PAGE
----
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Gonzaga Native American Studies Program Announces Verne F. Ray Award Winners


SPOKANE, Wash. – Gonzaga University students Reggie Peone and Ivy Wood are recipients of the first annual 2013 Verne F. Ray Award, the Gonzaga Native American Studies Program announced. The students each received a $100 award based on research narratives compiled by studying the Verne F. Ray Papers in Gonzaga’s Foley Center Library.

Peone’s paper, titled “Observing the Spokane People Until 1900,” follows the Spokane People, now known as the Spokane Tribe of Indians, through their initial contact with non-Indians. Peone, a senior and member of the Spokane Tribe, addresses various conflicts that occurred across the United States during the settlement of immigrants into new lands. One of these issues, land loss, changed the lifestyle of the Spokane People. Peone demonstrated this change through his exploration of the Tribe’s current cultural recovery and restoration efforts.

Wood’s paper, titled “Sovereignty and Homeland: The Kalispel’s Petition,” depicts the Kalispel Tribe of Indians’ rejection of a reservation community away from their traditional lands. Wood, a sophomore, outlines the Kalispel Tribe’s use of the Indian Claims Commission and a petition to successfully establish a formal reservation on their own land.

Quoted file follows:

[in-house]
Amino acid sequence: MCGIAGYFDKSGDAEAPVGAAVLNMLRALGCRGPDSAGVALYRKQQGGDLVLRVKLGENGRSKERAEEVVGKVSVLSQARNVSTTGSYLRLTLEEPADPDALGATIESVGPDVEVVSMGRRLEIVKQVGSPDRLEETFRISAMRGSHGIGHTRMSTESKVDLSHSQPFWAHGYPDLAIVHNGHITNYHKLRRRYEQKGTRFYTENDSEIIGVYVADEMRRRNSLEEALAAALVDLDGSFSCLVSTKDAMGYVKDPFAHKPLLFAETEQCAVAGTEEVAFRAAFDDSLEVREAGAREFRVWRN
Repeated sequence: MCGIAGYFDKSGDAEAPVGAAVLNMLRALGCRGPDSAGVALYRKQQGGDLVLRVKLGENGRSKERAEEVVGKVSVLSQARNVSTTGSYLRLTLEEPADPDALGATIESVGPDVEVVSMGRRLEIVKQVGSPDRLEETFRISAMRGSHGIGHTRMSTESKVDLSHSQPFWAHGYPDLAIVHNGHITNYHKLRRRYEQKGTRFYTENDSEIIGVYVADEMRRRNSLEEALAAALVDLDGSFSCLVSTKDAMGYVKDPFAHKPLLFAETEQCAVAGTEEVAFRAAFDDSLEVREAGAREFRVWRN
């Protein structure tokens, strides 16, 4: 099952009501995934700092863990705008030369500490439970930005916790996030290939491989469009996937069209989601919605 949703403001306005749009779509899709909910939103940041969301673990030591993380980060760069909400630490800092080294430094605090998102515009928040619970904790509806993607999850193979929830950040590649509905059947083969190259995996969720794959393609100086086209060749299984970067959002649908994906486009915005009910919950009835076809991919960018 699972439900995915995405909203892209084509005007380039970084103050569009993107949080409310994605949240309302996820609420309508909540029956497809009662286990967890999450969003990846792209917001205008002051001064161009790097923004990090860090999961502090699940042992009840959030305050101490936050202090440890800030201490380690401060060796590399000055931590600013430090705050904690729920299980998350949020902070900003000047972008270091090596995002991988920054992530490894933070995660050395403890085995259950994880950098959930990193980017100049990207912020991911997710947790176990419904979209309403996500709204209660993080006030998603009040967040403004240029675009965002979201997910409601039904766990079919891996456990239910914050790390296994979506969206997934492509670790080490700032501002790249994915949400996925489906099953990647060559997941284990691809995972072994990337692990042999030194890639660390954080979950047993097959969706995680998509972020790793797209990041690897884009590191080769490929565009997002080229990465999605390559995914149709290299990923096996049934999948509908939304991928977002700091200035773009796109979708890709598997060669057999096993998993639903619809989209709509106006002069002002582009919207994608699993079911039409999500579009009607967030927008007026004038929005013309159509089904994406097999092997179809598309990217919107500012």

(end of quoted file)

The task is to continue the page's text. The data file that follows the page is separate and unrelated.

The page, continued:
Laurie Arnold, who was named director of the new Native American Studies in fall 2013, made the award for student research as one of her first initiatives.

The award was also created to honor of the late University of Washington anthropology Professor Verne F. Ray (1905-2003), who worked with various tribes throughout the Northwest to gather ethnographies and other research that supported the tribal land claims in the Indian Claims Commission hearings.

For more information, please contact Laurie Arnold at or at (509) 313-5947.

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